Welcome, night owls!

I have seen a lot of people online complaining about how they are just not adjusting well to the time change from Standard to Daylight Saving time. It's been hard on me, too, but I keep it in perspective because of my son's sleep disorder. He has Non-24-Hour Circadian Rhythm Disorder. His circadian rhythm has his body thinking there are about 25.5 hours in a day. What happens is, if he's allowed to "free-run" or sleep and wake on his own body's natural rhythms, he will eventually go all the way around the clock to where he's going to sleep in the morning and waking up in the evening, etc. As you might imagine, this has caused a LOT of trouble at school.

All that trouble is behind him now that he's only a few weeks away from graduation, but there was a point in time where I didn't think he'd finish high school. It was sleep rehabilitation at Kennedy Krieger Institute, an incredible doctor at Johns Hopkins, and the miracle drug Rozerem that finally helped.

Here's an article written about him in the Johns Hopkins publication Pediatrician (he's on page 3, and that's his doctor in the photo and one of his sleep logs on her computer screen):
Johns Hopkins Article

All that being said, I wanted to share the letter I wrote for his teachers at school when he was in middle school to explain to them exactly what he was going through and how just having him go to bed earlier wouldn't solve his problems. I also had to explain to them how his sleep disorder affected him in more ways than just having trouble sleeping.

My son's doctor at Johns Hopkins liked this letter so much, she adapted it for use with her other patients' parents. It's also been posted online in several places and has helped a lot of other kids and their parents. For those of you who are true larks and think people who can't wake up early are just being lazy, hopefully this letter will help you see that is not the case.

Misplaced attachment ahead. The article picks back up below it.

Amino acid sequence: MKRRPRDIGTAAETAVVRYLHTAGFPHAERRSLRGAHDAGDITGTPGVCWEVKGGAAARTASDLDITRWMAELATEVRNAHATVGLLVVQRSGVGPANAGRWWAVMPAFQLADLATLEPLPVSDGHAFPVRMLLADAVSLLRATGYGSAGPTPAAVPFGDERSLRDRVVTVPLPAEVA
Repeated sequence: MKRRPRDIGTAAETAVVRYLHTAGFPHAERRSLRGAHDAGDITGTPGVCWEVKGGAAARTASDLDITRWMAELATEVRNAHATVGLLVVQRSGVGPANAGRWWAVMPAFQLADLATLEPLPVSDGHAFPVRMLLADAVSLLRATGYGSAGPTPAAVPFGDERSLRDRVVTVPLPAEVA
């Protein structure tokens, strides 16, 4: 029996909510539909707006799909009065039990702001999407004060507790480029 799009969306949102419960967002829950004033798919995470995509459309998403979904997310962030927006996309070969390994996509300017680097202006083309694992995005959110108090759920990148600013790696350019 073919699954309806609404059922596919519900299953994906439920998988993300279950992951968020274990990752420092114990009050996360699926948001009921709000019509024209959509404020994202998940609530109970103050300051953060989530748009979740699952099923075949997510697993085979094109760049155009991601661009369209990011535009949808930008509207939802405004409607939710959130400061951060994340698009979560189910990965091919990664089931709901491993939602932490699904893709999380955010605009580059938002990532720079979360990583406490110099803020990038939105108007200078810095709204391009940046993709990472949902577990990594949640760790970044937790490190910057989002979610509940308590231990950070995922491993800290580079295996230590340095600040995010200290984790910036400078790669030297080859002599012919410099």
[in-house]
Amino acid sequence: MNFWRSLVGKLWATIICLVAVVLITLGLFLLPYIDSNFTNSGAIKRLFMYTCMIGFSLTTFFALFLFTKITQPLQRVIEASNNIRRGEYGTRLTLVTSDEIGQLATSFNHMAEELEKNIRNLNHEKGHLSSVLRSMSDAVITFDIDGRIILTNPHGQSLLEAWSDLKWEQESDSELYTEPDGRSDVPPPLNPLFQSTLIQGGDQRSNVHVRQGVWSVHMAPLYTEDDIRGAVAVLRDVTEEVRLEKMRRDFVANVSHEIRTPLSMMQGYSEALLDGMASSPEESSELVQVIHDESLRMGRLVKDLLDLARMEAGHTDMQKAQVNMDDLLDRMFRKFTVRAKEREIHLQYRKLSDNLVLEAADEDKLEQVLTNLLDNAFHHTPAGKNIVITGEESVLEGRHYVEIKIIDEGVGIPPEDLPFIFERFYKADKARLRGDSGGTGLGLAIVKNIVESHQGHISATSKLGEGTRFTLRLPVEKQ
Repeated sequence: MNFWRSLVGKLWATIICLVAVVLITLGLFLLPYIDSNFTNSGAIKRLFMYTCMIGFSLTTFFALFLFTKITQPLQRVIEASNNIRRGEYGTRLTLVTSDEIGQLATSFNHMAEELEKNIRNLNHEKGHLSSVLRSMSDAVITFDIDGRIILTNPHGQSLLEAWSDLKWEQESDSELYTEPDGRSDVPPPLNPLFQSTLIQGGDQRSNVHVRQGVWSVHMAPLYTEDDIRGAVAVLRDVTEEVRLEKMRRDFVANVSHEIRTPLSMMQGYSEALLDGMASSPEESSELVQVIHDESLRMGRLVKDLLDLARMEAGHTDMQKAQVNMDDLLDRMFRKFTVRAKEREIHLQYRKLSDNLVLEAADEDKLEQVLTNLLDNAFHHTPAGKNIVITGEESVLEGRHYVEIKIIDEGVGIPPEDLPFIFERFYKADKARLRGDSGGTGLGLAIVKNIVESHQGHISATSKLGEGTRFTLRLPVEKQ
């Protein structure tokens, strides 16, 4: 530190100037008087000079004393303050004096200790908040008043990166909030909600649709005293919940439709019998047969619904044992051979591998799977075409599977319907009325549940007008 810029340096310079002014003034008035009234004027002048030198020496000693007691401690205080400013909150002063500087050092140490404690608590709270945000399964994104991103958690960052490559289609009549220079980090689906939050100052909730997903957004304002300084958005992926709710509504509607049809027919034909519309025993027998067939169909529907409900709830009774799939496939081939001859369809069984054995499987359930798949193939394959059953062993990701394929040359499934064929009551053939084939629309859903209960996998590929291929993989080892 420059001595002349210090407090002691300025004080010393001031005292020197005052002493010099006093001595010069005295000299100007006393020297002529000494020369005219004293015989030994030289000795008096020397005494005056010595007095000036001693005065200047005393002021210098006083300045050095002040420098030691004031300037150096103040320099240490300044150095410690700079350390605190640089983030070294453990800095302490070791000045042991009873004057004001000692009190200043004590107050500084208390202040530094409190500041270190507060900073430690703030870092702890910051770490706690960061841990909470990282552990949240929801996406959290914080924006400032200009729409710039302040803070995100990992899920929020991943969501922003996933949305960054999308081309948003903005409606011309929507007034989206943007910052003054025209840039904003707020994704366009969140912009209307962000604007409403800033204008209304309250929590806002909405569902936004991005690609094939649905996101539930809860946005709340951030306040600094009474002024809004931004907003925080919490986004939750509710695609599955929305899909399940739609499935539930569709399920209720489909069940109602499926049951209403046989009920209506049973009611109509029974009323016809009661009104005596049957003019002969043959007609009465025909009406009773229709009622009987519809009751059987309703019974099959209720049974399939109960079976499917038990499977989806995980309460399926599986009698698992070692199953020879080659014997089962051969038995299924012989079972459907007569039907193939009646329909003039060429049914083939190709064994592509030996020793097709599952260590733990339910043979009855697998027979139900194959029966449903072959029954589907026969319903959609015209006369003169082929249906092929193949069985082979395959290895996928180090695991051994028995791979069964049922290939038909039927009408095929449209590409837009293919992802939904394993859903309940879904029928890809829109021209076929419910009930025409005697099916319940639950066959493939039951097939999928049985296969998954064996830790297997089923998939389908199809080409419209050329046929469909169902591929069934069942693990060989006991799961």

If you're a parent of a teenager with DSPS (Delayed Sleep Phase Syndrome, where their natural circadian rhythm is shifted to later bedtime and later wake time) or Non-24 and need some help explaining the disorder to your child's school, contact me via email for a consultation. [lauracurtis at gmail]

Delayed Sleep Phase Syndrome and Non-24-hour Circadian Rhythm Disorder 
Document explaining DSPS and non-24-hour circadian rhythm disorder and the disorders' effects on my teenaged son. 
Intended audience: School teachers and administrators
Used by Children's Sleep Center at Johns Hopkins to offer help to other parents of night owl children. 

Links to document sources: 

Circadian rhythm sleep disorders: pathophysiology and potential approaches to management.

Treatment of delayed sleep phase syndrome

The psychological aspects of patients with delayed sleep phase syndrome (DSPS)

Links to other sources not used in this paper, but helpful nonetheless:

Frequency of Delayed Sleep Phase Syndrome Among Hospitalized Adolescent Psychiatric Patients

Pathways to Adolescent Health: Sleep Regulation and Behavior

Poor recovery sleep after sleep deprivation in delayed sleep phase syndrome

Predisposing factors in delayed sleep phase syndrome

Effects of melatonin on the quality of life in patients with delayed
sleep phase syndrome

If this page and/or my paper has helped you, please consider making a donation. Thank you very much, and pleasant dreams! :)